13. A roof adaptive system as in claim 1, said rail and closure structure comprising first and second elongate rails on opposing sides thereof, wherein said first and second rails mount to such ribs on opposing sides of such panel flat and above such panel flat.
14. A building, comprising: (a) a building structural support system; and (b) a roof supported by said structural support system, said roof comprising (i) a plurality of elongate roof panels arranged in side-by-side relationship, said roof panels having first lengths, defining opposing first and second ends thereof, and opposing first and second sides of said roof panels, said sides of said roof panels comprising elongate elevated rib structure, the elevated rib structure on a first said roof panel being joined with the elevated rib structure on adjacent said roof panels to form first and second elevated ribs at such joinders, said roof panels further comprising panel flat portions between said elevated ribs, (ii) an aperture in said roof, said aperture being confined within the width of a single said roof panel, and (iii) a load support structure extending about an aperture in said roof, said load support structure comprising A. a rail and closure structure having a second length defining third and fourth ends thereof, and a second width, corresponding directionally to the first lengths and the first widths of said roof panels, first and second elongate rails having lengths, and extending along the length of said rail and closure structure, said rail and closure structure spanning the flat portion of a single said roof panel, said first and second rails being mounted to respective said first and second elevated ribs adjacent such panel flat and on opposing sides of such panel flat, at spaced locations along the lengths of said ribs and said rails.
15. A building as in claim 14, further comprising a diversion slot, having a width corresponding to the length of the respective said elongate roof panels, such diversion slot extending across a said elevated rib adjacent such panel flat at, and extending away from an end of said rail and closure structure, and at an elevation corresponding with an elevation of the respective panel flat.
16. A building as in claim 14, said rail and closure structure comprising a high end closure extending across such panel flat from said first rail to said second rail, and closing off said rail and closure structure above such panel flat, between the respective said ribs, and extending from such panel flat upwardly to an upper opening in said rail and closure structure.
17. A building as in claim 14, further comprising a diversion slot cut through, and extending across, a said elevated rib adjacent such panel flat, and a diverter in the diversion slot, thereby diverting water laterally away from the end of said environment-accessing structure and onto the adjacent said roof panel.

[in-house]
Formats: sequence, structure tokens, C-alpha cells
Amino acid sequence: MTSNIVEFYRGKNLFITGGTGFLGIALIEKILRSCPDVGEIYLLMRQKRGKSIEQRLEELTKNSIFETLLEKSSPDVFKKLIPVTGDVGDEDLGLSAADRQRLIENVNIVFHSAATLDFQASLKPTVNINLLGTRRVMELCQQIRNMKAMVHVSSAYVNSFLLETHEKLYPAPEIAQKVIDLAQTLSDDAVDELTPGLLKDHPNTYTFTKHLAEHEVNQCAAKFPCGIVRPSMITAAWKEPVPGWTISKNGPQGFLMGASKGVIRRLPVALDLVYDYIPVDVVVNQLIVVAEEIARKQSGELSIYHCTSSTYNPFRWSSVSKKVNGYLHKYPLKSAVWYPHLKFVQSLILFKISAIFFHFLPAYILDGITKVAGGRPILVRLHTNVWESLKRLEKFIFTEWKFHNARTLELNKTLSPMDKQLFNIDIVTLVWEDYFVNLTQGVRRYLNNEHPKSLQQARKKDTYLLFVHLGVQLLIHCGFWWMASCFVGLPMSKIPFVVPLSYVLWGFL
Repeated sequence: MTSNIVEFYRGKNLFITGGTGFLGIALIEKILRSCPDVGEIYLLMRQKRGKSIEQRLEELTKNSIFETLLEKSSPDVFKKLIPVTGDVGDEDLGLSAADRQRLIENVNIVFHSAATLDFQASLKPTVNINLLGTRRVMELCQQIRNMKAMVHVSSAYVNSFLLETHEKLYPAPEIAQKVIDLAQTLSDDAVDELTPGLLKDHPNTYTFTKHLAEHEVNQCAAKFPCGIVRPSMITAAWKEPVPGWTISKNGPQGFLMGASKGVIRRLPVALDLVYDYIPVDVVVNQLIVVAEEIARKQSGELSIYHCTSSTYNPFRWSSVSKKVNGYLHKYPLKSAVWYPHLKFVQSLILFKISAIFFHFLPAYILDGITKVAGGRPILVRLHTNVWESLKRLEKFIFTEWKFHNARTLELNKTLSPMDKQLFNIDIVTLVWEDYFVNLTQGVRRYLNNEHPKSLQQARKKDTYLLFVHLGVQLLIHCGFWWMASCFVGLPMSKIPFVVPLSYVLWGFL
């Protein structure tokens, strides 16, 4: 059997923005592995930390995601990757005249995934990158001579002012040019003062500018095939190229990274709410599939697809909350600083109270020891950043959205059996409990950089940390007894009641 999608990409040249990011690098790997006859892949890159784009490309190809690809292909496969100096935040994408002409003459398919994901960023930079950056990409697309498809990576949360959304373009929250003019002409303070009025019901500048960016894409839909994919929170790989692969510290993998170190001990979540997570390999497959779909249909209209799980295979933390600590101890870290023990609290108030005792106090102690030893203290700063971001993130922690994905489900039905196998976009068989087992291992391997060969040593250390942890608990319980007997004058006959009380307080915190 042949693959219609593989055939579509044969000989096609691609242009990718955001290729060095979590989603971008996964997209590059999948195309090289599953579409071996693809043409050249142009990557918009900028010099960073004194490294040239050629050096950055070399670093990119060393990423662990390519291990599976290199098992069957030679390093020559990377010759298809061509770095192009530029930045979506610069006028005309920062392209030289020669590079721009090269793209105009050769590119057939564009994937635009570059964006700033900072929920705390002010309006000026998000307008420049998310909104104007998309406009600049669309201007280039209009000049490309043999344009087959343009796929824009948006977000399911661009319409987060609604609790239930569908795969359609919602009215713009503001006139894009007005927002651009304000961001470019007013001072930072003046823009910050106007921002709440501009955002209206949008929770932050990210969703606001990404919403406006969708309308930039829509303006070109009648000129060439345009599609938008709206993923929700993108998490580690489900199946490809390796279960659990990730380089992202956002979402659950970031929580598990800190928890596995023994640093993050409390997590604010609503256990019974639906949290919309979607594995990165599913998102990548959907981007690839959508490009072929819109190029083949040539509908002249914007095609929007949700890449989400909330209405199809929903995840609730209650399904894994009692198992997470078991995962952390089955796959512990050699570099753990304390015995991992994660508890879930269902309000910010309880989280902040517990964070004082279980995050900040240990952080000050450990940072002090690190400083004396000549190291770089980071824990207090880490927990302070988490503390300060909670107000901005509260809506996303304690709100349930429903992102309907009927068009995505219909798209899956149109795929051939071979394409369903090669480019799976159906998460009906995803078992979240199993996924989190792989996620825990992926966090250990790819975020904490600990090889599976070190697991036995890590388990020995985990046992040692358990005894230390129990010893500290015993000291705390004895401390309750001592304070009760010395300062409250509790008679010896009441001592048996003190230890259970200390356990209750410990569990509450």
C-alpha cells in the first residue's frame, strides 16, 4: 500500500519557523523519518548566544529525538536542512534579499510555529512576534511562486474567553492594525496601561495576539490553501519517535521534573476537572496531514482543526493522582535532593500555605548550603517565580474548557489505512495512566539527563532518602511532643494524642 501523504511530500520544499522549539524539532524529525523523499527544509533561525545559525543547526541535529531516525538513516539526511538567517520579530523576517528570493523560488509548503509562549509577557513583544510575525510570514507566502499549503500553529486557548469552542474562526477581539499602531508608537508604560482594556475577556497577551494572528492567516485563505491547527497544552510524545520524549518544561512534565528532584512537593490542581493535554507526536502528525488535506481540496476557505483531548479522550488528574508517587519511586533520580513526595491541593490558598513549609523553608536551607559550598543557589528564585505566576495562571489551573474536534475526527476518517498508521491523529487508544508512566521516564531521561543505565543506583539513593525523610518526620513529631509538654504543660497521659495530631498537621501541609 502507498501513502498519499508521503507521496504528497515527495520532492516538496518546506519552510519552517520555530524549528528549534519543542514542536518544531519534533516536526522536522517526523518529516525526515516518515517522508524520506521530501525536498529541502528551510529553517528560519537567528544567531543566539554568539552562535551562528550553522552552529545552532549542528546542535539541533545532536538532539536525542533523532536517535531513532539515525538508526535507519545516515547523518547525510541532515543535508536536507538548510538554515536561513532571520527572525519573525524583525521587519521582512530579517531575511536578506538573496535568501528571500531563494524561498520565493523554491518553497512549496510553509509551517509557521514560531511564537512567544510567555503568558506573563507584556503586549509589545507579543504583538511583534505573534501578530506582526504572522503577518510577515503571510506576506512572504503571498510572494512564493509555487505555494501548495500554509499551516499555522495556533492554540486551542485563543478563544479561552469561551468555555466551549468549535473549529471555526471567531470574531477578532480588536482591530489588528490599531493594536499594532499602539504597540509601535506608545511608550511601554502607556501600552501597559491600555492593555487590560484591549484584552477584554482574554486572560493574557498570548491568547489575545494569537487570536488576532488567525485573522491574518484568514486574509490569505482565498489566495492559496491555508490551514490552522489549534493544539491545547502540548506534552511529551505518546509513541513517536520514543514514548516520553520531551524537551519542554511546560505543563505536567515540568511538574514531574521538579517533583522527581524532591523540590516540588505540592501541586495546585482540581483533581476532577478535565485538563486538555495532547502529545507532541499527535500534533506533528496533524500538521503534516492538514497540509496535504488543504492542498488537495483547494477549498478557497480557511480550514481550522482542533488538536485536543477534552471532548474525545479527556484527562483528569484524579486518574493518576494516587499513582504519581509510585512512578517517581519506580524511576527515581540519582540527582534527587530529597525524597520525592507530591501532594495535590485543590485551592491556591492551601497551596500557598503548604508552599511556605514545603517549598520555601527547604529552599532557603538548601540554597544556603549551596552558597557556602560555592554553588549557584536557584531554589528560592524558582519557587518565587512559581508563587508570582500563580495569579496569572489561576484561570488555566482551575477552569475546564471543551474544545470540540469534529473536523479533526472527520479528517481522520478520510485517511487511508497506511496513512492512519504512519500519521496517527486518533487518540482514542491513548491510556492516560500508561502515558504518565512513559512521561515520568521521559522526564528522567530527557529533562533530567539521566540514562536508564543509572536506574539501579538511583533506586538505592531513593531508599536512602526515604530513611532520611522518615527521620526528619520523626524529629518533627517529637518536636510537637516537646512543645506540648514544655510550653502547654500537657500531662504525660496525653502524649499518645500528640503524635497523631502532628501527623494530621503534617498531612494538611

18. A building as in claim 14, said elongate rails having cross-section profiles which parallel cross-section profiles of the respective said elevated ribs such that said rails are in substantial face-to-face contact with the respective said ribs along the lengths of said ribs and said rails.
19. A building as in claim 14 wherein said load support structure comprises at least first and second said rail and closure structures in end-to-end relationship to each other and overlying a single such aperture.
20. A building as in claim 14 wherein said rail and closure structure, at said rib structure, is above such panel flat of said single roof panel.
BACKGROUND OF THE INVENTION
 Various systems are known for supporting loads on roofs, and for installing skylights and/or smoke vents into roofs.
 The most commonly used skylighting systems are those which incorporate translucent or transparent closure members, also referred to herein as lenses, into a framework which penetrates the roof support structure and may be supported from within the building, with the result that the skylight closure member transmits ambient daylight into the building.
 In the past, roof penetrating installations have required a complex structure beneath the exterior roofing panels and inside the building enclosure in order to support a roof curb to which the skylight lens was attached. Conventional skylight curbs are generally in the form of a preassembled box structure, which is mounted within a roof aperture. The retrofitting of such curb systems into an existing roof structure is problematic in that all known conventional structures have a tendency to leak water when subjected to rain due to installation details and complexities which are affected by installation techniques or workmanship.